Aru Shah and the End of Time by Roshani Chokshi — another fantasy series I want to start but will probably end up finishing in 2050 if I live that long. This one is the first in Rick Riordan's imprint under Disney! I recently realized I am incredibly drawn to FIRSTS. I like to start things. This one fits the bill in so many ways — first book in a new series, first time reading a book by Roshani Chokshi, first book in a new imprint ... let's do this!

I added The Woman in the Window by A.J. Finn to this list just because I wanted to read more psychological thrillers. But if I don't get to it, IT'S ALL GOOD! As long as I get to the other ones πŸ˜‚


Okay friends, tell me what you're reading this month! Will we be reading any of the same books?

Wednesday, March 28, 2018

Book Review // Meet Cute: Some people are destined to meet by Jennifer L. Armentrout et. al.

meet cute: some people are destined to meet
by Jennifer L. Armentrout, Dhonielle Clayton, Katie Cotugno, Jocelyn Davies, Huntley Fitzpatrick,
Nina LaCour, Emery Lord, Katharine McGee, Kass Morgan, Julie Murphy, Meredith Russo,
Sara Shepard, Nicola Yoon, and Ibi Zoboi

Release Date: January 2, 2018
Format: Hardcover // 314 pages
Rating: 3.5 stars

Links: Purchase from AmazonAdd to Goodreads
Whether or not you believe in fate, or luck, or love at first sight, every romance has to start somewhere. MEET CUTE is an anthology of original short stories featuring tales of "how they first met" from some of today’s most popular YA authors.

Readers will experience Nina LaCour's beautifully written piece about two Bay Area girls meeting via a cranky customer service Tweet, Sara Shepard's glossy tale about a magazine intern and a young rock star, Nicola Yoon's imaginative take on break-ups and make-ups, Katie Cotugno's story of two teens hiding out from the police at a house party, and Huntley Fitzpatrick's charming love story that begins over iced teas at a diner. There's futuristic flirting from Kass Morgan and Katharine McGee, a riveting transgender heroine from Meredith Russo, a subway missed connection moment from Jocelyn Davies, and a girl determined to get out of her small town from Ibi Zoboi. Jennifer Armentrout writes a sweet story about finding love from a missing library book, Emery Lord has a heartwarming and funny tale of two girls stuck in an airport, Dhonielle Clayton takes a thoughtful, speculate approach to pre-destined love, and Julie Murphy dreams up a fun twist on reality dating show contestants.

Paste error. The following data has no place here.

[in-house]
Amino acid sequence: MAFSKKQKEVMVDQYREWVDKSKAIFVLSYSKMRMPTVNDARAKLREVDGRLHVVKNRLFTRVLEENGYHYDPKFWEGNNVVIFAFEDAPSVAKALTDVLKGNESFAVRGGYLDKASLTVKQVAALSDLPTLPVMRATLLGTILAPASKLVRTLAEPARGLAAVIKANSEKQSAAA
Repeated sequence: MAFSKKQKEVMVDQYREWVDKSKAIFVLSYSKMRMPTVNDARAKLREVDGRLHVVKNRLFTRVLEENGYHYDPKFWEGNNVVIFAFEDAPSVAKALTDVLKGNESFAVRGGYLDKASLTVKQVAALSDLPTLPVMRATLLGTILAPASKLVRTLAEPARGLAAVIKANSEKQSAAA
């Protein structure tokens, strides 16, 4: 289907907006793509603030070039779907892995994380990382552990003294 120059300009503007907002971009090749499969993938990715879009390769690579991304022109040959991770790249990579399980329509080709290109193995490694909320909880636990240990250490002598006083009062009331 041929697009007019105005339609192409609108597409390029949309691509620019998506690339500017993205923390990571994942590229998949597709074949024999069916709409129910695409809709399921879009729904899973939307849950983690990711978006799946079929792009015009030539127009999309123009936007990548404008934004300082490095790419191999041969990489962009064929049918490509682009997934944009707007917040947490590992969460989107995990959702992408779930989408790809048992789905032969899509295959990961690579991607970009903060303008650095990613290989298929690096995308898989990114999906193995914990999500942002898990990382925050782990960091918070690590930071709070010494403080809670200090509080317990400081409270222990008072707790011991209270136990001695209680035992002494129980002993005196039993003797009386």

This incredibly talented group of authors brings us a collection of stories that are at turns romantic and witty, epic and everyday, heartbreaking and real.
MEET CUTE (according to Urban Dictionary) = described as a "scenario in which two individuals are brought together in some unlikely, zany, destined-to-fall-in-love-and-be-together-forever sort of way (the more unusual, the better)."

Siege Etiquette by Katie Cotugno (★★★)
There's nothing surprising to me about Cotugno's messy and complicated short story — that's the way she writes and you either love it or hate it. (Luckily, I love it! But kind of in a twisted way ...) Although the main character is unlikeable, it felt like an honest depiction of how some teens feel and think. The stars are not always going to be perfectly aligned, and sometimes people do messed up things. Was this a meet cute? No, not at all 😒

Print Shop by Nina Lacour (★★★)
It was a little slow in the beginning, and I felt like we didn't learn much about the love interest! I was more interested in the secondary characters' lives, haha ... I just wanted more interaction. Was this a meet cute? Kind of!

Hourglass by Ibi Zoboi (★★★)
I like that this one was more than just a meet cute. We got to learn about the main character's background and friendships, which sort of led into everything else. But it was hard to rate because the love interest isn't around for the majority of the story! So we don't see what happens with the two of them, just how their paths cross. Was this a meet cute? Kind of?